There’s this time in your twenties when you really start to feel as if you’re finally making it as an adult. You brush your teeth every single night without being reminded by your Mum, you start taking spin classes at 6am before work and you even put pine nuts on your salad.
But then, your creepy old next door neighbour Bob suggests that, now you’re an adult, you really should be investing in the share market. All of your adult accomplishments come crashing down around you as you scramble to rejuvenate your youth by doing absolutely anything other than invest in the incredibly daunting share market.
Lucky for you, if you feel like you’re ready to invest, there’s these things called ETFs that make beginning to invest in the share market really bloody easy.
But WTF are ETFs?
Look, I’m not an accountant and I am definitely not a stockbroker (so take what I say with a grain of salt), but I can explain what an ETF is in very simple terms. ETF stands for Exchange Traded Fund. To put it simply, ETF’s act like plain old regular shares on the share market, meaning you can buy and sell them as you please. The fund basically manages your money for you which is great for me because I ain’t got time to be looking at shares every second of every day. The fund uses your money to invest in a diverse range of different assets, which means you aren’t putting all your eggs in one basket. ETF’s have grown in popularity recently because the management fees are ridiculously low, they allow you to diversify and they give everyone the opportunity to invest (even if you have no bloody clue what you’re doing).
“By periodically investing in an index fund, the know-nothing investors can actually outperform the investing professionals”
– Warren Buffett
ETF’s pretty much follow how the overall share market is doing. So, for example, IVV.ASX follows the top 500 companies in the US share market, whereas IOZ:ASX follows the top 200 companies in the Australian share market. This means that, just like with any other share, ETFs experience the ups and downs associated with share market volatility. More often than not, though, the overall long-term trend of an ETF is positive.
More examples of ETFs available on the Australian share market can be found here.
Take a look at the chart for IVV.ASX (the ETF following the US share market) as of 14th May at 10pm:
Since it’s beginning in November 2008, the price of this ETF has risen from $137.59 to the current price of $437.12 (that is a 217% increase in value!!). This graph shows how, just like the US share market, the ETF experiences ups and downs but the overall long-term trend is a steady increase.
“When you own an index fund, you’re also protected against all the downright dumb, mildly misguided or merely unlucky decisions that active fund managers are liable to make”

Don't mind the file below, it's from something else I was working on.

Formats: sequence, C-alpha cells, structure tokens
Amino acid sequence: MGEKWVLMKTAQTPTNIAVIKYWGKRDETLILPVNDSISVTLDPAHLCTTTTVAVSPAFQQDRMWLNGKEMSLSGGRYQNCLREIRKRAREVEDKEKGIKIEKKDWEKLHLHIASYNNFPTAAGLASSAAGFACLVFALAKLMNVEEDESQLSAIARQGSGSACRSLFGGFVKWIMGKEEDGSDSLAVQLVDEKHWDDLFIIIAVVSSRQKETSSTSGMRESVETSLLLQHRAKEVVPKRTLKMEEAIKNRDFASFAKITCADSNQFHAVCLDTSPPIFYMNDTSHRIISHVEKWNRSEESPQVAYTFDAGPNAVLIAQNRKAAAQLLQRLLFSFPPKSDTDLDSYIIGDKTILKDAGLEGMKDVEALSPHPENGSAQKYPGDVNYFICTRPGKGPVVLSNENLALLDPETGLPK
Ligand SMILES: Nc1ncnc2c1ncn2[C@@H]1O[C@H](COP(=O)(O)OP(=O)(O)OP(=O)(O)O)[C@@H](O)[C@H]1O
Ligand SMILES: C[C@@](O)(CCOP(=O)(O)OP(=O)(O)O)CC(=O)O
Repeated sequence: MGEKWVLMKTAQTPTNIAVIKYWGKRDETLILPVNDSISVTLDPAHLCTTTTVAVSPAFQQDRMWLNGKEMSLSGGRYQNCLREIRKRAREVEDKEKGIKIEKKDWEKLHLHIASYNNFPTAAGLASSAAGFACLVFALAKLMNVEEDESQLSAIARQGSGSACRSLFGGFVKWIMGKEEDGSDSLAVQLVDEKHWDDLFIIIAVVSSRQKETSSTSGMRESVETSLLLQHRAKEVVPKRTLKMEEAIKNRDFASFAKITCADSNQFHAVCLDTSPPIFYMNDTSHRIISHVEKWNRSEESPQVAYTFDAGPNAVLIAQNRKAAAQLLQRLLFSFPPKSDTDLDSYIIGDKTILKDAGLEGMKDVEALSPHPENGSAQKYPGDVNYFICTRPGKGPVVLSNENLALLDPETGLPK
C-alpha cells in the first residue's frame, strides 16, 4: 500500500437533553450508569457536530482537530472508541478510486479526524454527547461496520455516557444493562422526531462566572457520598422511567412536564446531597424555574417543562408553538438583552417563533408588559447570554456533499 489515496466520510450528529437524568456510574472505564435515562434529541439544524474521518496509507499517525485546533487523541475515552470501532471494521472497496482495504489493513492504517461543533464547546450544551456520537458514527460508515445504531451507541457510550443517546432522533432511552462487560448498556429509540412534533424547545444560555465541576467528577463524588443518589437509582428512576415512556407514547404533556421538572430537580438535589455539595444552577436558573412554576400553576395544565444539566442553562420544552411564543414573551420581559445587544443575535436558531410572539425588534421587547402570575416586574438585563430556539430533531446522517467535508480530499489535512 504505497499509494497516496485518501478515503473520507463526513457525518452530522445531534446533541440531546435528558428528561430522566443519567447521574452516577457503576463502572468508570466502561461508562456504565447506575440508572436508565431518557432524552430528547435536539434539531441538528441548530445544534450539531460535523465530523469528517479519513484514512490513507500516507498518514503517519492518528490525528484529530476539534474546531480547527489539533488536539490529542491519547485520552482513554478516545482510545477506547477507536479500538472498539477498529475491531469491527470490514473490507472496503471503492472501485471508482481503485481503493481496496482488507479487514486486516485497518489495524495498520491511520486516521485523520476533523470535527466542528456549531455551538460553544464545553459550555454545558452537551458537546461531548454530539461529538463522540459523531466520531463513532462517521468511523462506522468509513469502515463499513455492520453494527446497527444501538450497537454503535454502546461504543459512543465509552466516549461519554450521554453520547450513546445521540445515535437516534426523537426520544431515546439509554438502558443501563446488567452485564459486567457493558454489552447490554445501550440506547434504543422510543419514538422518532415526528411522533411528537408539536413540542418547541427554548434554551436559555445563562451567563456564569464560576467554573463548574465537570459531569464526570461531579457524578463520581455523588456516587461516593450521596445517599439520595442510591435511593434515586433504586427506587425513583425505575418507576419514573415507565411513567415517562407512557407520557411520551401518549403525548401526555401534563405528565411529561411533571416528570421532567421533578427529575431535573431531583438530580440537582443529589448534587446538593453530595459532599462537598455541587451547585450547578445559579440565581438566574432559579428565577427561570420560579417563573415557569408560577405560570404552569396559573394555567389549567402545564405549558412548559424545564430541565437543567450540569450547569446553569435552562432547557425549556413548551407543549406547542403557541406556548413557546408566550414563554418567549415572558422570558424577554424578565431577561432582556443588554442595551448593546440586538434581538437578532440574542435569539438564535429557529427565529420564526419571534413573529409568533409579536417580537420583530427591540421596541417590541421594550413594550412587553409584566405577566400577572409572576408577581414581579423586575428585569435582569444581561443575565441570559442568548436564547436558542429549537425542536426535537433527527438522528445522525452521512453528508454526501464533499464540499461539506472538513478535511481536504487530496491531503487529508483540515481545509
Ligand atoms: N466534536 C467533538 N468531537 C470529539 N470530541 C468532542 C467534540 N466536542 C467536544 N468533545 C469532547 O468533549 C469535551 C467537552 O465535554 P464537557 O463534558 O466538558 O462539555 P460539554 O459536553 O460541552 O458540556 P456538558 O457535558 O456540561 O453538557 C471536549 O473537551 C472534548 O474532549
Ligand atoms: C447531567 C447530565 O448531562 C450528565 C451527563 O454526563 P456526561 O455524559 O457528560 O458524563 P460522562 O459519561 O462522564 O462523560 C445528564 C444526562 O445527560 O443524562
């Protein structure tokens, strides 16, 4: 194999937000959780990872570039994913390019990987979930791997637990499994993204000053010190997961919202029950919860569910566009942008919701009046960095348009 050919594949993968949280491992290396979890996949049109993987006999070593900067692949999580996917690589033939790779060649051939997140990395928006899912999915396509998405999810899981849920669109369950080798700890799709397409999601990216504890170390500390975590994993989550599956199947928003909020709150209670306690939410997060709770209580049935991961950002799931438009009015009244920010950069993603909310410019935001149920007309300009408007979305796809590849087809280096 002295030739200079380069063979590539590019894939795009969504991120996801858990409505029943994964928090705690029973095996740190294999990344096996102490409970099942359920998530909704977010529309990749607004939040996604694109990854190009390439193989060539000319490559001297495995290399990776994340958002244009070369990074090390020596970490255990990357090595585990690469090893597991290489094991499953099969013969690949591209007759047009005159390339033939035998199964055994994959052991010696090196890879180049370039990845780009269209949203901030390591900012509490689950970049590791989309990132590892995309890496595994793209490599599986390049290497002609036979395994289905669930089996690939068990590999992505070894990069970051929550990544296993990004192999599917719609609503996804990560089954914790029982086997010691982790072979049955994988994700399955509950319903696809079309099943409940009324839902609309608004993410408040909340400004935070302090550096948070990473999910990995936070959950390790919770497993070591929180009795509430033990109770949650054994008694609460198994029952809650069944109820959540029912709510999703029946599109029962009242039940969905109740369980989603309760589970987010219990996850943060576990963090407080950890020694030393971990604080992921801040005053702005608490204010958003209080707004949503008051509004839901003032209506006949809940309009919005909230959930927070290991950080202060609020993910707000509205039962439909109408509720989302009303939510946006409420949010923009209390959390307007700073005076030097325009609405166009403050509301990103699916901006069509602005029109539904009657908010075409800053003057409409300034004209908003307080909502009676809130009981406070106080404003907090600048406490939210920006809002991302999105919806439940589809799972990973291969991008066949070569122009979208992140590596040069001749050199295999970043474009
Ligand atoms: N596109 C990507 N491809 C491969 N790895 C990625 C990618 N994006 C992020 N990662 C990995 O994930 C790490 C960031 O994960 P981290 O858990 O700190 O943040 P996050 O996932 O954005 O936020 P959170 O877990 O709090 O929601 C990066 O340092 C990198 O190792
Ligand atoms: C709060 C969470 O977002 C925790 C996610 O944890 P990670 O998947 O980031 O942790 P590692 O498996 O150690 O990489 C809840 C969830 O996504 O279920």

– Tony Robbins
The thing about investing in ETFs is that it takes TIME for money to grow. Your money is not going to grow overnight. In fact, it might decrease overnight if a worldwide pandemic forces the global economy to collapse. That’s why it’s super important not to invest any money that you actually need to pay for rent, or food, or for that make-up you just ordered from Sephora.
I choose to periodically invest some spare cash into an ETF, firstly, because I cannot be bothered to look at individual shares every day. Secondly, because as a twenty-something I have so much time to leave that money alone to grow before I want to use it to buy a yacht in Greece when I retire (gotta have those savings goals!!). The more you invest, and the longer you leave that money alone, the more it is going to grow.
Want to know more about WTF an ETF is? Check out the Barefoot Investor article Four ETFs To Add To Your Portfolio because it has got to be one of the few financial articles about ETFs that actually make sense.
Also, while you’re there, please please please read the article: The Power of Compound Interest by the Barefoot Investor because it is my absolute fave financial article and it is the whole reason I started investing in the first place. Plus, it is just so damn easy to understand.
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The Stingy Bitch
Based in Sydney, Australia.
Created in 2020.
This site and all of it’s contents are provided for entertainment purposes only and do not constitute personal financial advice. All products that are mentioned are general product advice only, not personal product advice. Not all options are presented and my opinions are subject to change. All content and posts have been prepared as a general summary only and is not intended to be financial advice with respect to any particular matter. This post should not be relied on with respect to any particular matter. If you have questions about any aspect of the content or this site or otherwise require personal financial advice, you ought to seek financial advice. The author disclaims liability to any person who relies on this post.
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